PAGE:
Hog futures headed for the biggest drop in five weeks, on speculation that U.S. pork inventories are rising as demand slows. Cattle advanced.
The U.S. Department of Agriculture probably will report today a jump in domestic pork inventories that reached a record in April of 698.82 million pounds, up 5.9 percent from a year earlier, said Don Roose, the president of U.S. Commodities Inc. in West Des Moines, Iowa. Production of the meat will rise 0.7 percent this year and 2.6 percent in 2014, the USDA predicts.
“There’s plenty of product available, and we’re heading into the time of year when supply increases,” Paul Beere, a grain and livestock adviser at Prime Agricultural Consultants, said in a telephone interview from Brookfield, Wisconsin.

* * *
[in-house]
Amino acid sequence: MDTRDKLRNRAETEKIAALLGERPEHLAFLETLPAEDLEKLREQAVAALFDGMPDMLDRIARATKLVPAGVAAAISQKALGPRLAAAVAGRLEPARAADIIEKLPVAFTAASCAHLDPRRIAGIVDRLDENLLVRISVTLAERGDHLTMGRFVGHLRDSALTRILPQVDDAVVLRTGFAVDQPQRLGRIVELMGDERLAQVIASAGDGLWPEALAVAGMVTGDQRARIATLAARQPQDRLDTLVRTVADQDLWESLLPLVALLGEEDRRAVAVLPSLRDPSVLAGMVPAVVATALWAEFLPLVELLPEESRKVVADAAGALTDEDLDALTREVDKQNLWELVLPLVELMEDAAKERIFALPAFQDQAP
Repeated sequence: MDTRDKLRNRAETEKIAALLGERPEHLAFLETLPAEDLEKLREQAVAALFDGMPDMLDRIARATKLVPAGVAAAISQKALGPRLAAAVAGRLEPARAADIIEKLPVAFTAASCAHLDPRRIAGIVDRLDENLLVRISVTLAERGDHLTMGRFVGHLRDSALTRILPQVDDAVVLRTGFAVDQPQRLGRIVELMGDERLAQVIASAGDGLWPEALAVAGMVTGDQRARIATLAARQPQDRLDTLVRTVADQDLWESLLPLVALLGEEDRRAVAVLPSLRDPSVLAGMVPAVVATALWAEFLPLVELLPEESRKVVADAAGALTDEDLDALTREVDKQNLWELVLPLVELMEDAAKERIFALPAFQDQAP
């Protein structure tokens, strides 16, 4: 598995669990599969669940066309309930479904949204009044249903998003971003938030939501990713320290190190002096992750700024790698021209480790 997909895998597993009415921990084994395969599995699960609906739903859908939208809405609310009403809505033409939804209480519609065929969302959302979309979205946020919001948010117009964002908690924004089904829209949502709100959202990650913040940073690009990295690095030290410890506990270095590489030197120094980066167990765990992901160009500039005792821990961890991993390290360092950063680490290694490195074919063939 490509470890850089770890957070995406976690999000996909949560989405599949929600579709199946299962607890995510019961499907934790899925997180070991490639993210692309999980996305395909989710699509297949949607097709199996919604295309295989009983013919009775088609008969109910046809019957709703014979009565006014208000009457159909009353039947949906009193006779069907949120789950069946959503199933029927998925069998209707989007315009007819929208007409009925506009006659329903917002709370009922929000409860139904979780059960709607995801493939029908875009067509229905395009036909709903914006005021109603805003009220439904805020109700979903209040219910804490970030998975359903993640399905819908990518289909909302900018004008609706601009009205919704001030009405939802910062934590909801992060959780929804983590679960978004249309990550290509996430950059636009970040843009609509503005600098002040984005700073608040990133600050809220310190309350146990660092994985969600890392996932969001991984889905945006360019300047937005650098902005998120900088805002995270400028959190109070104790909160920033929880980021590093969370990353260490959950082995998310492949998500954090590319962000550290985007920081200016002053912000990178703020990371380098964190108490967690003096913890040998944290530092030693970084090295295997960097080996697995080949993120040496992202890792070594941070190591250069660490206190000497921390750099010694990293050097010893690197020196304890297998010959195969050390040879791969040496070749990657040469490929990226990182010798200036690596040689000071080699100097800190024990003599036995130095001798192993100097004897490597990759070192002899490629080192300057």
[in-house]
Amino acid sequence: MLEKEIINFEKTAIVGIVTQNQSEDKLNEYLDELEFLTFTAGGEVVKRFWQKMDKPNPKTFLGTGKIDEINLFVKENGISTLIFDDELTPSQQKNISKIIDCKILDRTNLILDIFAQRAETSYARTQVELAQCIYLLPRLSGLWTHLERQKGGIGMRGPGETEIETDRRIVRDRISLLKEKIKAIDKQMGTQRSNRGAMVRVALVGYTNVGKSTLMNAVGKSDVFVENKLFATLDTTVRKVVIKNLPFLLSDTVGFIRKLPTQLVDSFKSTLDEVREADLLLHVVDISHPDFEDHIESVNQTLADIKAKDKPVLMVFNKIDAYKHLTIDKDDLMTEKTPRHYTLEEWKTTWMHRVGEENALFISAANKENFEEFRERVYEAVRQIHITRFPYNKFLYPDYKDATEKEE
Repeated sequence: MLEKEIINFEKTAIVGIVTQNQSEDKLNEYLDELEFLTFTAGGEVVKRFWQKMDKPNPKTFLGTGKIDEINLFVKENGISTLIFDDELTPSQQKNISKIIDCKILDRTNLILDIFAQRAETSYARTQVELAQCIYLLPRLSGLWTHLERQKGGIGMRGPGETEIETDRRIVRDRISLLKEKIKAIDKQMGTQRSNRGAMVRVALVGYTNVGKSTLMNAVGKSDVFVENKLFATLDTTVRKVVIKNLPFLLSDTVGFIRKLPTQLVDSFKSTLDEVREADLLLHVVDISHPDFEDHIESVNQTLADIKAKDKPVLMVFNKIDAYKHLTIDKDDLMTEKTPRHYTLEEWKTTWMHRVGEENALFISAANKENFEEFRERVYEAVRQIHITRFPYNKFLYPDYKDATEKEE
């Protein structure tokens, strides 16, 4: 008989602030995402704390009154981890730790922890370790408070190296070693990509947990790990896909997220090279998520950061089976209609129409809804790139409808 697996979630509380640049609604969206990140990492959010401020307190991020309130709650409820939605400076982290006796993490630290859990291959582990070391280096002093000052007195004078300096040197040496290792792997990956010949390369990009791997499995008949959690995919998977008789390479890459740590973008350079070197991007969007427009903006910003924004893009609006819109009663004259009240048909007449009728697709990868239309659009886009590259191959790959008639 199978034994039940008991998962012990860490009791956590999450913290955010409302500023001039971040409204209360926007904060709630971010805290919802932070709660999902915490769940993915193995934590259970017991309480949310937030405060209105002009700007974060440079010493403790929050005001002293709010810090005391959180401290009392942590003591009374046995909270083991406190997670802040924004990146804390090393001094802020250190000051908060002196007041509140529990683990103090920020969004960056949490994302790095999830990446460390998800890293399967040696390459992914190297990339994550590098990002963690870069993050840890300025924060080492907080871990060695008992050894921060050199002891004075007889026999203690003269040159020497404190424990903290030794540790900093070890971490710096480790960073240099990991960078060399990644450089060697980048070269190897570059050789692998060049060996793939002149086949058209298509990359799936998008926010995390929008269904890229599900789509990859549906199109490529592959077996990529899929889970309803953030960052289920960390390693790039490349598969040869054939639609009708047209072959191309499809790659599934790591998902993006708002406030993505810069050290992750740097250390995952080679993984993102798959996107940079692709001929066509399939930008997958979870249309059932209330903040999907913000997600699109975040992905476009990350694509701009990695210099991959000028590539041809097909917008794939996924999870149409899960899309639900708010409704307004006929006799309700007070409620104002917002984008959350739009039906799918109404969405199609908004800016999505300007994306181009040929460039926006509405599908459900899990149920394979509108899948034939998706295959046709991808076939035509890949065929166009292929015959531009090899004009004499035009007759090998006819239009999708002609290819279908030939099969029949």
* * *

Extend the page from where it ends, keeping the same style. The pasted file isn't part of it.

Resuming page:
Hog futures for August settlement dropped 0.9 percent to 97.425 cents a pound at 11:52 a.m. on the Chicago Mercantile Exchange, heading for the biggest decline since May 17.
The USDA will update its inventory estimates for meat supplies at 3 p.m. in Washington.
Wholesale pork dropped 0.7 percent through yesterday since reaching a 22-month high on June 18, according to the USDA. Supermarkets probably have enough meat for the Independence Day holiday on July 4, Beere said.
U.S. pork exports in the first four months of 2013 were down 15 percent from the same period a year earlier, government data show.
Cattle futures for delivery in August rose 1.4 percent to $1.217 a pound in Chicago. Prices were down 9.3 percent this year through yesterday.
Feeder-cattle futures for August settlement increased 1.3 percent to $1.46325 a pound.
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